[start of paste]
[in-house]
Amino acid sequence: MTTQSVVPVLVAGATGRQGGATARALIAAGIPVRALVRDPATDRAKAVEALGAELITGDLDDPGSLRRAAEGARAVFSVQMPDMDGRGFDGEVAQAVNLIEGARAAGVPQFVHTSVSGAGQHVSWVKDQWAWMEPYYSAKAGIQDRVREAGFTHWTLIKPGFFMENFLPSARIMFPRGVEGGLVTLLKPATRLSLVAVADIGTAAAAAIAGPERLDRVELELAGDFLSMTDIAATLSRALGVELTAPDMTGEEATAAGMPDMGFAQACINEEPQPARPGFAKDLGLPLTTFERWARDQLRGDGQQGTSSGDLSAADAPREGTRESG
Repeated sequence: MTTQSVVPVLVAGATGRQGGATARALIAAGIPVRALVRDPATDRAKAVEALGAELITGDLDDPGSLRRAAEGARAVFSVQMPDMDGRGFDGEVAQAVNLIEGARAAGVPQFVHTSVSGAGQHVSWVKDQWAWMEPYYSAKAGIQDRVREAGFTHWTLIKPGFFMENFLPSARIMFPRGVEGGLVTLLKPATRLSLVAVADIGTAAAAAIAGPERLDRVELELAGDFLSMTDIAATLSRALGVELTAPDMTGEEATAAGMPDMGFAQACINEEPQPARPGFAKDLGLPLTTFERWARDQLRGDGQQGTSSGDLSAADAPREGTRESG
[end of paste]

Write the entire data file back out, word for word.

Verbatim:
[in-house]
Amino acid sequence: MTTQSVVPVLVAGATGRQGGATARALIAAGIPVRALVRDPATDRAKAVEALGAELITGDLDDPGSLRRAAEGARAVFSVQMPDMDGRGFDGEVAQAVNLIEGARAAGVPQFVHTSVSGAGQHVSWVKDQWAWMEPYYSAKAGIQDRVREAGFTHWTLIKPGFFMENFLPSARIMFPRGVEGGLVTLLKPATRLSLVAVADIGTAAAAAIAGPERLDRVELELAGDFLSMTDIAATLSRALGVELTAPDMTGEEATAAGMPDMGFAQACINEEPQPARPGFAKDLGLPLTTFERWARDQLRGDGQQGTSSGDLSAADAPREGTRESG
Repeated sequence: MTTQSVVPVLVAGATGRQGGATARALIAAGIPVRALVRDPATDRAKAVEALGAELITGDLDDPGSLRRAAEGARAVFSVQMPDMDGRGFDGEVAQAVNLIEGARAAGVPQFVHTSVSGAGQHVSWVKDQWAWMEPYYSAKAGIQDRVREAGFTHWTLIKPGFFMENFLPSARIMFPRGVEGGLVTLLKPATRLSLVAVADIGTAAAAAIAGPERLDRVELELAGDFLSMTDIAATLSRALGVELTAPDMTGEEATAAGMPDMGFAQACINEEPQPARPGFAKDLGLPLTTFERWARDQLRGDGQQGTSSGDLSAADAPREGTRESG